Wednesday, April 15, 2009

Wherever you go, whatever you do, say you’re a Professional

When I was in school getting a degree in social work people would ask me, “So what exactly does a social worker do?”

My mom thought social workers only worked in public assistance offices. My dad thought maybe social workers just took kids out of bad homes. No one really knew that social workers then – and now – work in hospitals, work as counselors, create and manage programs for special populations, and perform a whole range of tasks, in a wide variety of settings.

Titles mean something, especially job titles. That’s why nurses often say they’re “RNs” instead of just nurses – it reflects the level of training, skill and knowledge that they’ve achieved.

But when your job title isn’t one that people recognize it has less meaning. That’s why, when I was just finishing graduate school, the National Association of Social Workers began a campaign of saying, “Wherever you go, whatever you do, say you’re a social worker.”

They wanted the general public to start getting a better idea of the broad range of jobs that social workers do, and how they contribute to the fabric of our society in many different ways. They also wanted to help people working as social workers gain a more professional status at the same time.

Today, one of the growth fields in an era of massive unemployment is the field of caregiving. Open any newspaper’s want ads or look at any online job board and you’ll see this immediately: caregiving is a field that has openings.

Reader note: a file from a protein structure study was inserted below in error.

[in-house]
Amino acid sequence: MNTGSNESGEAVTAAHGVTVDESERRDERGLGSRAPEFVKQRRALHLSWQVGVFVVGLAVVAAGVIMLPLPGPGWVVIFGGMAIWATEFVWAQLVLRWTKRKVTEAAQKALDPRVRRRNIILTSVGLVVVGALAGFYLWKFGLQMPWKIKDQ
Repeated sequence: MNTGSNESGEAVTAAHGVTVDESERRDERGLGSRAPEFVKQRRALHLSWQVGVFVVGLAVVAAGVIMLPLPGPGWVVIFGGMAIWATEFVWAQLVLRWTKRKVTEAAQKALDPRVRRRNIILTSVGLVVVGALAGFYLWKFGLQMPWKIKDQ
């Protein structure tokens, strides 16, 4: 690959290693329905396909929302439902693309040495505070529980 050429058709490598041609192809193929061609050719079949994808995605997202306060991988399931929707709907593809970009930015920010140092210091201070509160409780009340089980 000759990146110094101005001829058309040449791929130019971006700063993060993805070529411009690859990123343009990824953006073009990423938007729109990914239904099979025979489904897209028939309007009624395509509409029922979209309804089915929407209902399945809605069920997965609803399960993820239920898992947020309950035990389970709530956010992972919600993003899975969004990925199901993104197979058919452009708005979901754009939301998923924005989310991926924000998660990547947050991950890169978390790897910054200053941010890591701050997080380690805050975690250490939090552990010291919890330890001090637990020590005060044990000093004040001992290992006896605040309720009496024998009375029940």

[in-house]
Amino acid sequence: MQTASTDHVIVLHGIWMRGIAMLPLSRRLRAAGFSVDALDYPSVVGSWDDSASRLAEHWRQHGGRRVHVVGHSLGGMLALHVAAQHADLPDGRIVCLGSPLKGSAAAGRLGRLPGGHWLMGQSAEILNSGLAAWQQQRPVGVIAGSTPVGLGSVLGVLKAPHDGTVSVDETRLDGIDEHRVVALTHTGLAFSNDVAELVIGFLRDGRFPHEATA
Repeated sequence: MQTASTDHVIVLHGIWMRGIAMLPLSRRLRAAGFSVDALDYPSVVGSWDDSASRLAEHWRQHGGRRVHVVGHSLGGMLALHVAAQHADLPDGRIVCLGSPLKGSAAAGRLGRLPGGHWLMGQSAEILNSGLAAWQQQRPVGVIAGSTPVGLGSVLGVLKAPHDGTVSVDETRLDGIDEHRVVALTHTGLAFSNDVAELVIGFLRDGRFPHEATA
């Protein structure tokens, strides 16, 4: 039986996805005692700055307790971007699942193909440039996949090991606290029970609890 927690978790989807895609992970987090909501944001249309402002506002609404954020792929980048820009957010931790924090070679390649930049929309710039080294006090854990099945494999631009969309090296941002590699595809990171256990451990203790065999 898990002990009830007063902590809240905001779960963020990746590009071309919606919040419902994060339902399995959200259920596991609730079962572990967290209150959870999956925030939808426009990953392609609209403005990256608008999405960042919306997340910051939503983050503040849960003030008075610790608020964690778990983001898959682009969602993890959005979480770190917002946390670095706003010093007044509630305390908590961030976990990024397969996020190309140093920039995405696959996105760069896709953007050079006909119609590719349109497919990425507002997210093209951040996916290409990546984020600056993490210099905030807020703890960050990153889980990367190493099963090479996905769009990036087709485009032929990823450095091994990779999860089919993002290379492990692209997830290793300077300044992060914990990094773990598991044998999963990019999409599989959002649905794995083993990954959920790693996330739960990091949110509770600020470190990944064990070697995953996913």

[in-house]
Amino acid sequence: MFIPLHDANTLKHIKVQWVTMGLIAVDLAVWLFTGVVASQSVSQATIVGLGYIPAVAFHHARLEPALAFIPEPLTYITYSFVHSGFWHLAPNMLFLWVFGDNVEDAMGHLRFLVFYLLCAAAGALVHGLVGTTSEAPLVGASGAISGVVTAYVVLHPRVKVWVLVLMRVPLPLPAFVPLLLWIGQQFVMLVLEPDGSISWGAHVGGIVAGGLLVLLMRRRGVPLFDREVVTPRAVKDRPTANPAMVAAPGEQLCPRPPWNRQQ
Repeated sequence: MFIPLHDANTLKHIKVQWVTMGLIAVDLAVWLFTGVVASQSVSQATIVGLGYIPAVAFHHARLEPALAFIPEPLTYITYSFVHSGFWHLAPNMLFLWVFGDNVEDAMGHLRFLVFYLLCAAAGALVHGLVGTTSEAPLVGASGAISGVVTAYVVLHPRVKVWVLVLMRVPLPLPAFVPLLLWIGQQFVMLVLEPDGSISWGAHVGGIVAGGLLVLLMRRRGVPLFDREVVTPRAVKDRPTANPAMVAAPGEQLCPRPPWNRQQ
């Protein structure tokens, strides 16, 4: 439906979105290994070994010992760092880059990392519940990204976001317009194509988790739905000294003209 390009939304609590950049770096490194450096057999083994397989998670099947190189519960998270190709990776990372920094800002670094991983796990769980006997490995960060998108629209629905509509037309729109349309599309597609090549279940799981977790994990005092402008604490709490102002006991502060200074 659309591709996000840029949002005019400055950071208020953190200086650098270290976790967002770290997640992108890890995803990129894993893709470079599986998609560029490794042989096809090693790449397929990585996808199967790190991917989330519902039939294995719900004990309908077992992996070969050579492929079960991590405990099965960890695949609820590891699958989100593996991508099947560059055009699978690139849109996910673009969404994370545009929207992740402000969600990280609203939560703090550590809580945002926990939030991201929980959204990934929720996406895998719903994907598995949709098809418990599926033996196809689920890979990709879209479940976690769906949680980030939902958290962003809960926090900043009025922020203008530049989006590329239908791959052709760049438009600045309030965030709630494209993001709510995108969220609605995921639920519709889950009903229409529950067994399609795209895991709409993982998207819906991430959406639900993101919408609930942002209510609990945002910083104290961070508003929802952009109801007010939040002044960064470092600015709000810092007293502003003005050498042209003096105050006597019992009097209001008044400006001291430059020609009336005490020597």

But it’s also a field where workers are frequently undervalued and underpaid. Many caregivers work for minimum wage or just a little above, with no health care benefits, paid vacation or sick leave.

It’s not really surprising that the national turnover rate in caregiver positions approaches 200% today.

In some states caregivers are organizing with the help of labor unions, demanding respect and professional recognition. That’s one approach, but not the only approach.

There’s another way that’s even more effective because it’s even more grass-roots. That’s when every single caregiver says, “I’m a professional caregiver,” and begins to ask for respect and benefits.

PHI advocates for the term Personal Care Aide. This term has been accepted by the federal Office of Management and Budget, too.

Our company is preparing to launch a comprehensive certification course for Personal Care Aides, allowing them to complete 40 hours of foundational training completely online. We’re instructing graduates to identify themselves as Certified Personal Care Aides.

We’re telling them: “Wherever you go, whatever you do, say you’re a Certified PCA.”

Together, we’ll begin to raise the bar for caregiver professionalism.

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